A long time ago, Apple declared that “it just works”. As more issues build up around iOS 12, the iPhone XS and iPhone XS Max, that’s probably a good thing. Because a number of software errors in basic use cases show that “it just works” is more aspirational than you would expect.
Yes, software is hard, and to have some esoteric configurations throwing up errors when a handset rolls out to the public is to be expected – this is after all why every modern platform has invested heavily in the ability to roll out patches and updates over the air.
It’s when issues affect key parts of software or hardware that makes me take notice. Apple has been fighting a number of these issues with the launch of iOS 12 and the iPhone XS and XS Max hardware. Take the battery charging issue – although it has now been addressed in iOS 12.0.1, the inability of the iPhone to be charged over the cable when in stand-by mode feels like such an obvious test case that to have this slip through the system is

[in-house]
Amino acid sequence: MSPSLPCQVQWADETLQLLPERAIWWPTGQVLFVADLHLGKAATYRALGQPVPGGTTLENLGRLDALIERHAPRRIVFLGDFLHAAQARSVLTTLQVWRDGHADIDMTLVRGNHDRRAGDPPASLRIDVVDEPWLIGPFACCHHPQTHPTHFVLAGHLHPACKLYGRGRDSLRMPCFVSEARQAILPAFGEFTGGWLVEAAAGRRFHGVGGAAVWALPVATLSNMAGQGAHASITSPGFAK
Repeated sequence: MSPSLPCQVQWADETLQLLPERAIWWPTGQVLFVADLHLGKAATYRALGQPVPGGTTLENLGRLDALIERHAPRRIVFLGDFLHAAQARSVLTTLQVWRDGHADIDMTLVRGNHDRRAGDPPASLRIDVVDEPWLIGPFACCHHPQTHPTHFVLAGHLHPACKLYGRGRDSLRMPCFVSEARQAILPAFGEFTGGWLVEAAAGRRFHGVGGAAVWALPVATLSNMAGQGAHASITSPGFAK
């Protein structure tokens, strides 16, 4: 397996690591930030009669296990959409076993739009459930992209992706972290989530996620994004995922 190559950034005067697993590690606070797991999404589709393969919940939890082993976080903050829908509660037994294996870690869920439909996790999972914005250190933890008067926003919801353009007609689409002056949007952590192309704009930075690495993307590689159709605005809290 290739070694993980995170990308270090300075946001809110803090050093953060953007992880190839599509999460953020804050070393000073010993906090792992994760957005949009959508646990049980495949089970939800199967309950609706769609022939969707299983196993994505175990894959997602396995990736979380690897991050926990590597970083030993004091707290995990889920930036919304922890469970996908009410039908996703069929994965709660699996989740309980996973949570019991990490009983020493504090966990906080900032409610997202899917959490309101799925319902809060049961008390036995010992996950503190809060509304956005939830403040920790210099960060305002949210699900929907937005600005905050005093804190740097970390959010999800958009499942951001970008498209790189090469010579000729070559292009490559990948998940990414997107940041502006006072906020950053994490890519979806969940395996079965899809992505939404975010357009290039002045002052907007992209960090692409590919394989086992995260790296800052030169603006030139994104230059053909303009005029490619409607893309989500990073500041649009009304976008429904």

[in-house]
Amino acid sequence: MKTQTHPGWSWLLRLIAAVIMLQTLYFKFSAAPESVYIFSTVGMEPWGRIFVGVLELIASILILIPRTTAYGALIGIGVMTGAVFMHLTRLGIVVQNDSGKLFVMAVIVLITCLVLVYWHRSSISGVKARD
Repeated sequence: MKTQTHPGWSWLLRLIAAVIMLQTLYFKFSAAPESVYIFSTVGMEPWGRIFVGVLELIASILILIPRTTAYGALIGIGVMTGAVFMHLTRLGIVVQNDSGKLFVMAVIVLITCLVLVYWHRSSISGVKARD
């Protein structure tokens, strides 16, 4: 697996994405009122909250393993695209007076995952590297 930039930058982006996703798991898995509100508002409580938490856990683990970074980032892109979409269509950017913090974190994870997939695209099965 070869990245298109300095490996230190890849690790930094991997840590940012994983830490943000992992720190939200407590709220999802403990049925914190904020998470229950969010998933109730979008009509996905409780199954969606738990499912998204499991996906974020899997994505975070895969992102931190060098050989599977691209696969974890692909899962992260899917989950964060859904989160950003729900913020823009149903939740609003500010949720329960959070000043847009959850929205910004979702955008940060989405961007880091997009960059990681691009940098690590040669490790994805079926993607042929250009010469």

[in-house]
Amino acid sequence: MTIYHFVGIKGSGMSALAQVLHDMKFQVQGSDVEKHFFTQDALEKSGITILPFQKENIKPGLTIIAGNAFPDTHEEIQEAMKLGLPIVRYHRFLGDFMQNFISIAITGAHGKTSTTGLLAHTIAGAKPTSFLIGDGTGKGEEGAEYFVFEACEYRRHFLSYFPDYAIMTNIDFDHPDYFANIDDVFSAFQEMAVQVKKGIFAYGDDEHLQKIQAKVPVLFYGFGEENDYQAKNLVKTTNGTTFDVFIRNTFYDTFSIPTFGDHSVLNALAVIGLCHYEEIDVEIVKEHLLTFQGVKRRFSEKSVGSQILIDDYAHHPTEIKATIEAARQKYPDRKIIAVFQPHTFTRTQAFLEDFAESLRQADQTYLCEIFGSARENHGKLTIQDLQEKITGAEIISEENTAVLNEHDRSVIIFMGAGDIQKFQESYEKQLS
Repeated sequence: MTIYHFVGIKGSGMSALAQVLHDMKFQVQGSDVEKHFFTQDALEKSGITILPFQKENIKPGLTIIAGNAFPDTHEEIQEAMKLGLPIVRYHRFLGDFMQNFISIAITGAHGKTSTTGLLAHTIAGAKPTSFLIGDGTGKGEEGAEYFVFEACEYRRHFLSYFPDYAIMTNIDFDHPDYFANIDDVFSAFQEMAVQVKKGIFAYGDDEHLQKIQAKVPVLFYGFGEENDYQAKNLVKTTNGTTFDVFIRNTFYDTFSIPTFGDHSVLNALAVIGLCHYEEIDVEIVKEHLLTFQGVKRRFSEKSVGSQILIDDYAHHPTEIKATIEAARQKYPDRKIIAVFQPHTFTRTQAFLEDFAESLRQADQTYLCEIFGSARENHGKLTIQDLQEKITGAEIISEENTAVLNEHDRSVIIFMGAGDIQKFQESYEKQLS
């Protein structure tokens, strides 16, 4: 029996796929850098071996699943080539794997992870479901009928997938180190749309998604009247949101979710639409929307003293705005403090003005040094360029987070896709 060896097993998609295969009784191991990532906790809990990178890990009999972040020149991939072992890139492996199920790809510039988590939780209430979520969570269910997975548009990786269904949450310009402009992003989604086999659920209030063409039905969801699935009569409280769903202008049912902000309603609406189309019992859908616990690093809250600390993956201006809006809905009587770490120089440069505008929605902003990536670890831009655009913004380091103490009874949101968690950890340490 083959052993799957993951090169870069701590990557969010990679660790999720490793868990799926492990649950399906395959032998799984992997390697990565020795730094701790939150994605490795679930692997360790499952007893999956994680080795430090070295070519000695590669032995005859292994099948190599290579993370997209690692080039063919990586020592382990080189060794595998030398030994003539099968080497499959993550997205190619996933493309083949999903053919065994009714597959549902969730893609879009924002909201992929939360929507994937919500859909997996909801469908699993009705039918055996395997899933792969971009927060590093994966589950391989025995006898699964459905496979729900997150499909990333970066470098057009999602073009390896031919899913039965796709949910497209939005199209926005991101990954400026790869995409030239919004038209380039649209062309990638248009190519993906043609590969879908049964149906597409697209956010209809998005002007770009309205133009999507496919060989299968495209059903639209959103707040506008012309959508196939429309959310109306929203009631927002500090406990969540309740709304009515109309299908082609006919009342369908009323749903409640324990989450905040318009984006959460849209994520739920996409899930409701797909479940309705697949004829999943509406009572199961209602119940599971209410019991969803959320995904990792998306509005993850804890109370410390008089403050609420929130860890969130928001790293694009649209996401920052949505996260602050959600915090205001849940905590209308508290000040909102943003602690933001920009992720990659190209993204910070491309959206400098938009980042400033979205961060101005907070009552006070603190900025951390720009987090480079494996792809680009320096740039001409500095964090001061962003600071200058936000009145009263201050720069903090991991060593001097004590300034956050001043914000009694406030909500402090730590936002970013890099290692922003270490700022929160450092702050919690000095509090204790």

It’s also not the only flaw found in first line areas. There are display issues on the iPhone X, speakers cutting out, merged iMessage conversation threads, and an audio app that doesn’t save your edited audio.
The last few percentage points of quality are the hardest to get right, but Apple’s reputation is that it can deliver that final step up the quality ladder to provide magical experiences. That may have been true under Steve Jobs, but as his influence becomes second- and third-hand knowledge within Apple’s rank and file staff, there is a complacency starting to shine through.
Whether that is through reduced staffing in the QA department, lower standards being applied, or too much testing being demanded from the available resources doesn’t really matter to consumers. What matters is that the famed Apple reliability is no longer something that can be counted on.
Now read more about Apples hidden kill switch inside your new MacBook Pro…